Is Drinking Alcohol After Working Out Bad For You?

When you’ve finished your workout, you want to celebrate and relax, but is drinking alcohol after working out the way to do it? At Liv Fitness in Dublin, CA we don’t recommend you do it habitually. It adds extra empty calories and hurts efforts to lose weight. Calories come from everything you consume, whether it’s food or drink and those calories are stored as fat, often around the belly.

Alcohol makes it harder to lose weight.

After a tough workout, your body continues to burn calories, but not if you’re slowing that process with a few alcoholic drinks. Alcohol is recognized as a toxin by the body and it immediately activates the liver to rid the body of the toxin. That means it isn’t performing the task of breaking down the fat in the body. The process causes glucose levels to drop and leaves you feeling hungry, which makes you eat more and burn fewer calories from fat.

Is building muscle one of your goals? Skip the booze right after exercise.

When you consume alcohol, the cortisol levels in your body increase and that slows the process of recovery. The elevation of cortisol also decreases testosterone levels, while it prevents or slows protein synthesis. Again, the process of removing the alcohol is what causes these functions to be put on hold. While occasionally having a drink won’t affect you that much, doing it on a regular basis will slow your progress.

Besides reducing the rate of protein synthesis up to 37%, alcohol is a diuretic.

You’ll slow the uptake of protein, slowing the process of building muscles, but even worse, you’ll deplete your body of fluids. If you’ve just completed a high intensity workout, you probably sweat a lot, too. Your body may already be dehydrated and since alcohol is a diuretic, it can exacerbate the problem. It takes longer to restore the fluid, increase blood volume and replace electrolytes lost. If you have an injury, drinking alcohol after a workout can make swelling worse, since it expands blood vessels and inhibits testosterone. You need water and a snack that has both carbs and protein after a workout, not alcohol.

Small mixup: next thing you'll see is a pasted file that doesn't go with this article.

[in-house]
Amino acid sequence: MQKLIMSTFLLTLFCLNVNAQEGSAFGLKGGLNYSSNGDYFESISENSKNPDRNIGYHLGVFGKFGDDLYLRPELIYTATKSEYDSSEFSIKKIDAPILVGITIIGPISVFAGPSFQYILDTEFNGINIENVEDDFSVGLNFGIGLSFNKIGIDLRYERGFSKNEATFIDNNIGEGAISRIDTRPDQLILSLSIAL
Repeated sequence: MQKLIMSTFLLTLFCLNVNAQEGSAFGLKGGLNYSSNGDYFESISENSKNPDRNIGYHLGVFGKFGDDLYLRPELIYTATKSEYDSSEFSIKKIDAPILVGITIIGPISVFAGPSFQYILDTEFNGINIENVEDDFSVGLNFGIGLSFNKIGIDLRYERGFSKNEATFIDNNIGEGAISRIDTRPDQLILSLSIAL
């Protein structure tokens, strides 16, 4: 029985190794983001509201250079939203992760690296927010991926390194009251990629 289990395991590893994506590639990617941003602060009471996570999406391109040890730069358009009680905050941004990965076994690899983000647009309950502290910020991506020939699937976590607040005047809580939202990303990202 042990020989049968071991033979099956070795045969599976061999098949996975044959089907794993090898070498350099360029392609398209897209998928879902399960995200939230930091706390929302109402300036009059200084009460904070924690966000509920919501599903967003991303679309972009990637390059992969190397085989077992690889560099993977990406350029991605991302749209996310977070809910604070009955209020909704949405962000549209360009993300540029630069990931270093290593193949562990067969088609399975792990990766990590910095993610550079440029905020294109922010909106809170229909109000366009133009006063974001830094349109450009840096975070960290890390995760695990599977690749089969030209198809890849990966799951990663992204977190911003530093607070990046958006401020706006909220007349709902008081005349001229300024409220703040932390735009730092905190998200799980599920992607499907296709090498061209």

• If you want a drink after a workout, make it a beer. Beer can help replace carbs and electrolytes. It’s best if you drink it with water on the side and sip on the beer, then on the water.
  • Some types of alcohol have been shown to aid in immune functioning and reduce the risk of heart disease and dementia. However, wait for a few hours after your workout to allow recovery before you drink for the best results.
  • Alcohol makes it harder to build muscle, but it also makes it harder to lose weight. It can cause spikes in insulin, which aids to insulin resistance, weight gain—especially around the belly and makes weight loss more difficult.
  • If you’re trying to keep your appetite under control, skip the alcoholic drink. Studies show that people who drink alcohol with a dinner ate more than those who didn’t.

For more information, contact us today at LIV Fitness

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